Doing business has remained quite problematic in the first couple of months of the year for freight forwarders. CIS-focused specialist, Ahlers found more obstacles piled up on top of the persisting Covid issues with the recent geopolitical struggles putting the operational execution under more pressure than usual. However, the company has seen the number of projects grow in 2021 and the trend is set to continue in 2022 as it adapted to the change.
“The aftermath of Covid still applies,” Jeroen de Ryck, Global Business Unit Director / Projects & Machinery at Ahlers said. “Prices are remaining high, border crossing delays, space and equipment availability, are all issues that remain,” he said.
“When it comes to capacities and rates, I must say that the situation has not gotten any better the last three to six months,” Key Account and Project Logistics Manager at Ahlers, Marko Buneta said.
Russia-Ukraine tensions, along with EU-Belarus border restrictions have put additional pressure on operations on top of the persisting capacity crunch and the rise in fuel prices. This severely affects the ability to provide any sort of long(er) term prices to customers that are currently budgeting for projects that will be executed two or three years down the line.
“Currently it is mission impossible,” Buneta said, adding that the prices offered to Ahlers by its subcontractors today will have a validity of maximum one week. Sometimes not even that long, when talking about spot trucking requests from EU to CIS.
“The rates that you have quoted two weeks or two months ago will not be valid or accurate anymore. Furthermore for the projects that our customers are executing now, they already made plans and budgets for these projects two to three years ago when the world was completely different. Naturally, they are now struggling as the prices are sometimes five to ten times higher compared to when they made the budget,” he said.
However, there is a positive side to this price hike as clients budgeting for projects two-three years in the future are basing their calculations on today’s extremely high prices, and in normal circumstances, it should be quite safe to expect prices to drop, says Buneta.
Other remaining issues were long waiting times at the border crossings and a general shortage of drivers on certain lanes.
Border crossings have posed a specific challenge for the company, not only from China to Kazakhstan and into Russia but also from Europe into Russia. While waiting times at the borders were previously ranging between a couple of days to a maximum of two weeks, these can now last for up to a couple of months, especially when it comes to oversized machinery.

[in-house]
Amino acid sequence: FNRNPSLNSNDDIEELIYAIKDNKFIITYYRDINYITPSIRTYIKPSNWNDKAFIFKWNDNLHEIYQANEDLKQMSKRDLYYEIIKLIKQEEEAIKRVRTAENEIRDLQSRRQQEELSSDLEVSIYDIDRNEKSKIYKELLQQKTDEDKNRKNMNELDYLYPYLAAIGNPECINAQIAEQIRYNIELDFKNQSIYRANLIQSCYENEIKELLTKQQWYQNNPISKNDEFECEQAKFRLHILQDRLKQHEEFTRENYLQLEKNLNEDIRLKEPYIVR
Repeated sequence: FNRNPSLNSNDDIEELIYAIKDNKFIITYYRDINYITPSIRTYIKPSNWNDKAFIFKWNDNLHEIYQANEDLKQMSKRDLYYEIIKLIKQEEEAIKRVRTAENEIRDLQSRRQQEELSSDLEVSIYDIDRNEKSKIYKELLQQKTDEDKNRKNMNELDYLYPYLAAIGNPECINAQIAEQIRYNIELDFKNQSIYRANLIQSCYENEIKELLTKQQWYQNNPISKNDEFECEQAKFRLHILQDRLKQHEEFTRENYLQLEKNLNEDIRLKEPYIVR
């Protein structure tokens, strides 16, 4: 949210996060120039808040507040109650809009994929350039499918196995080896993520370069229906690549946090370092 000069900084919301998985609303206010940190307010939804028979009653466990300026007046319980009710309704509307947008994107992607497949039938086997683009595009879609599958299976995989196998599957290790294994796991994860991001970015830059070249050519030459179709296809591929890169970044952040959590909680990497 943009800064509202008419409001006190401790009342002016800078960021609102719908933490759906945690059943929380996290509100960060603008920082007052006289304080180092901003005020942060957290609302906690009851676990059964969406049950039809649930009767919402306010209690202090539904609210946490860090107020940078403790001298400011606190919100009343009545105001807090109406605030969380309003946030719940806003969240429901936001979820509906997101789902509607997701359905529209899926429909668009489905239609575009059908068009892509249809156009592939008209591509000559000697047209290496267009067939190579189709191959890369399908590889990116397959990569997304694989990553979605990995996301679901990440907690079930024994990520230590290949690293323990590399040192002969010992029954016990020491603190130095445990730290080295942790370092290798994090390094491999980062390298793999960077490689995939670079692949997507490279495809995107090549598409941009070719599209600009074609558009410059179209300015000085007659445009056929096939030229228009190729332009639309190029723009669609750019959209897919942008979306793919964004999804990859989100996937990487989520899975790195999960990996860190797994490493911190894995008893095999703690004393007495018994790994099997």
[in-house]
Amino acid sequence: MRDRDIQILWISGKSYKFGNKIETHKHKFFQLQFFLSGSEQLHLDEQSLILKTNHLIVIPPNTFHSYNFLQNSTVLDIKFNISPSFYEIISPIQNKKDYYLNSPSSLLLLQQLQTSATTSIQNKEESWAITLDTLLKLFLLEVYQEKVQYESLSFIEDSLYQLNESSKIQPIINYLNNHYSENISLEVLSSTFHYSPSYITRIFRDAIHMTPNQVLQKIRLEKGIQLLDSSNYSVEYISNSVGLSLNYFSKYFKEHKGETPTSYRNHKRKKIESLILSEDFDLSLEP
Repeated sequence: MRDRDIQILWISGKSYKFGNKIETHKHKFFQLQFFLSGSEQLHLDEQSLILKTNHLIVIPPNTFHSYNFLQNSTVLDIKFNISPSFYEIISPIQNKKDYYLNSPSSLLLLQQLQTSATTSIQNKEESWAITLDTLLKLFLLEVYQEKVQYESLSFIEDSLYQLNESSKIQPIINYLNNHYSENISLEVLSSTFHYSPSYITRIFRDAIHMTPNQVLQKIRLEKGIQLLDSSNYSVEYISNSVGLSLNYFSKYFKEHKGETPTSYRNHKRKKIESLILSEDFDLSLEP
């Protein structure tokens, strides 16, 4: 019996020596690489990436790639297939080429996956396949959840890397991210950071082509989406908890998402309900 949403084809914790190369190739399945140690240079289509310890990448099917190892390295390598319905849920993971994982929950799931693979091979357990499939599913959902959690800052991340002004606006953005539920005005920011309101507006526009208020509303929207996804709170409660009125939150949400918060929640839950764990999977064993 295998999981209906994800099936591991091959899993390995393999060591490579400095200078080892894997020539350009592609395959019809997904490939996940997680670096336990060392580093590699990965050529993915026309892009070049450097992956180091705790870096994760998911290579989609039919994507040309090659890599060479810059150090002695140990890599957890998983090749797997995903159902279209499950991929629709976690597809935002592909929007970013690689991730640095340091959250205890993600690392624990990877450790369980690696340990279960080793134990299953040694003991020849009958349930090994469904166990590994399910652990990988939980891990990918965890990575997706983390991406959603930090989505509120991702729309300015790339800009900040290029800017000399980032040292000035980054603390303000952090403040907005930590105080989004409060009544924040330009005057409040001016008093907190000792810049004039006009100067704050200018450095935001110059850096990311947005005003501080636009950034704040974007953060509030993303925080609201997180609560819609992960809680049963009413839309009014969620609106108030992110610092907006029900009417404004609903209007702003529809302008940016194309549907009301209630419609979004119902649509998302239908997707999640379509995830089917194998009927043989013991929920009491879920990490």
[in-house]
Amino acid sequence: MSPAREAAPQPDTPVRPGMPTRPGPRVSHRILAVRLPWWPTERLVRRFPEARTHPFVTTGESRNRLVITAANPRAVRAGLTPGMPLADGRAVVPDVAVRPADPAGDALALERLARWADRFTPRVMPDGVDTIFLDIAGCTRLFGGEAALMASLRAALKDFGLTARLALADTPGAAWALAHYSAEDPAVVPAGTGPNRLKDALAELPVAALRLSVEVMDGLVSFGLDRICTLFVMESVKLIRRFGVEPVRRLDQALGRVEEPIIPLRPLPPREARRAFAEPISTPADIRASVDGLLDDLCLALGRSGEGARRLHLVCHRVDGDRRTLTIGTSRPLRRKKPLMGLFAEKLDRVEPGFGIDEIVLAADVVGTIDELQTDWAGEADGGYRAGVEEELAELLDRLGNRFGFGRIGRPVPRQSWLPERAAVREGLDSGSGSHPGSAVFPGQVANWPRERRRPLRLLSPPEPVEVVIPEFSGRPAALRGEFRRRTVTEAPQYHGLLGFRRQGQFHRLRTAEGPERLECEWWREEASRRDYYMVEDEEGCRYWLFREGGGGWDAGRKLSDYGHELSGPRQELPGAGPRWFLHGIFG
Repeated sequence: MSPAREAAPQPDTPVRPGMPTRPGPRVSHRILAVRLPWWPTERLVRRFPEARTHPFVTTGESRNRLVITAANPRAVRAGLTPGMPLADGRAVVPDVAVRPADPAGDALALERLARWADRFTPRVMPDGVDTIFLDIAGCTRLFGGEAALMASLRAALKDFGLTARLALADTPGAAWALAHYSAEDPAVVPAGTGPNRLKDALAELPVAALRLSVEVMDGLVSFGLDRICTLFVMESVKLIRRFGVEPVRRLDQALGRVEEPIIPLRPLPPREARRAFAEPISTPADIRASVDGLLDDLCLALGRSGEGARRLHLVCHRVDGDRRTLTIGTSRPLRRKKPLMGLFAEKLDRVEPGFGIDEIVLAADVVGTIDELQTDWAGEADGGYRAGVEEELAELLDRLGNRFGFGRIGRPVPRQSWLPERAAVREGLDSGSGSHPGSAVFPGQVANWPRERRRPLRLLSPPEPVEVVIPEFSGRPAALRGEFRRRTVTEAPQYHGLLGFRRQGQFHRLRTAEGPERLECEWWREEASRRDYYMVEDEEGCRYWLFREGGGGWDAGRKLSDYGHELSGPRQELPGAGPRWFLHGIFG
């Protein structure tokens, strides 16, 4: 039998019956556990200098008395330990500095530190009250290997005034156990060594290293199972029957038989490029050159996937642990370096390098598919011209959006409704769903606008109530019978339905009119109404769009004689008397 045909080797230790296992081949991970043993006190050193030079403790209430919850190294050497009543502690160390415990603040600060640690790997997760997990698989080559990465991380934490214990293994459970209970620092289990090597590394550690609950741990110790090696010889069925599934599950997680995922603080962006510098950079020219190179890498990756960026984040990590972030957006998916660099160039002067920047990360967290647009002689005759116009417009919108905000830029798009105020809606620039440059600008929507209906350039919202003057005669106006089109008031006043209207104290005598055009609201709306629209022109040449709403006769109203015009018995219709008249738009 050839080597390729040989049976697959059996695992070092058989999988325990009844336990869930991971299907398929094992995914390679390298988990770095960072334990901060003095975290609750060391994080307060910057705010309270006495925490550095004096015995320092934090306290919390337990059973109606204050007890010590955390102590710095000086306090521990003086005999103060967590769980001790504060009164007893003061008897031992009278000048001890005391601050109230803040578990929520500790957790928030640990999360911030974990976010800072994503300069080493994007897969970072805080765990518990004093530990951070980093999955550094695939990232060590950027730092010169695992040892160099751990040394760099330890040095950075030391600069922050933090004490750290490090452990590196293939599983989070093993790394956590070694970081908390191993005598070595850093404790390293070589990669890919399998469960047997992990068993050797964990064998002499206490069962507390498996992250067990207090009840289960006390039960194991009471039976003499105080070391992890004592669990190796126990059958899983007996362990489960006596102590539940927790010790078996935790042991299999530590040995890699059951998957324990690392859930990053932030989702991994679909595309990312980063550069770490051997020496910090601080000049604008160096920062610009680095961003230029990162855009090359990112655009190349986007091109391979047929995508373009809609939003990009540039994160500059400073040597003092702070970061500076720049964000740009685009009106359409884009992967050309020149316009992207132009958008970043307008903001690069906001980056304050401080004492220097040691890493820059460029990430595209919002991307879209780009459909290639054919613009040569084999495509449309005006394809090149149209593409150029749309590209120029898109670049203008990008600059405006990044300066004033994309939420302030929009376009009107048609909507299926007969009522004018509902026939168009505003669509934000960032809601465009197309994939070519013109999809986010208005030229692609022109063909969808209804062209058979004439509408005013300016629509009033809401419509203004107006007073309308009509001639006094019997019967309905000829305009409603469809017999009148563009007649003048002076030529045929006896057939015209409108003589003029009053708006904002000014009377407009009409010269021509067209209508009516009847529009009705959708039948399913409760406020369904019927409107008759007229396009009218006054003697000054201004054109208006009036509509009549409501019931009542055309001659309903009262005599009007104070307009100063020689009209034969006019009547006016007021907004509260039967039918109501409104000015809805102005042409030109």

Further complications are caused by driver shortages due to Covid infections/quarantine regulations or simply demand being much higher compared to supply. Mixed with the border closures and restrictions, this drove prices up, and a trend that can be observed currently is that the trucking prices are continuing to rise. Traditionally, trucking prices from Europe towards CIS would drop significantly in January from the end-of-the-year peaks. However, the start of 2022 saw an opposite trend.
“This is going to continue throughout the year to some extent. There is likely going to be improvement later, but this will depend on China’s Covid policies where a minor spike in covid cases can shut down exports and cause another backlog like it has been over the past couple of years,” Buneta stressed.
Ahlers chartering more than ever
Trucking delays have forced the company to dig deep into its toolbox, leveraging the expertise of its chartering desk to provide tailor made solutions to its customers. With the waiting times on the borders and restrictions related to land transport, Ahlers turned to shipping options and has been chartering vessels more than ever.
“I think if you have the right solution, you can still make a difference. That is something that we have seen, especially in the last three months, where we could really offer to our clients, through good relationships and our chartering desk, a solution that they were not able to find through regular lines,” De Ryck said.
Ahlers’ chartering desk made good use of local connections in China to always find a vessel suitable for the job, and despite extremely high rates, the company managed to remain competitive.
“I’m extremely proud of the team by overcoming these challenges, being able to offer our clients alternative solutions and always willing to help and serve wherever possible. Our clients feel that we are going the extra mile. This actually resulted in an increase of projects handled in 2021 and a promising pipeline in 2022.“ says Jeroen De Ryck, Global Business Unit Director, Projects and Machinery at Ahlers.
Adapting to the change and providing the right solutions to meet the needs of its customers enabled the company to grow and is currently looking into expanding in other industries within the CIS, including oil and gas, metallurgical and petrochemical industries.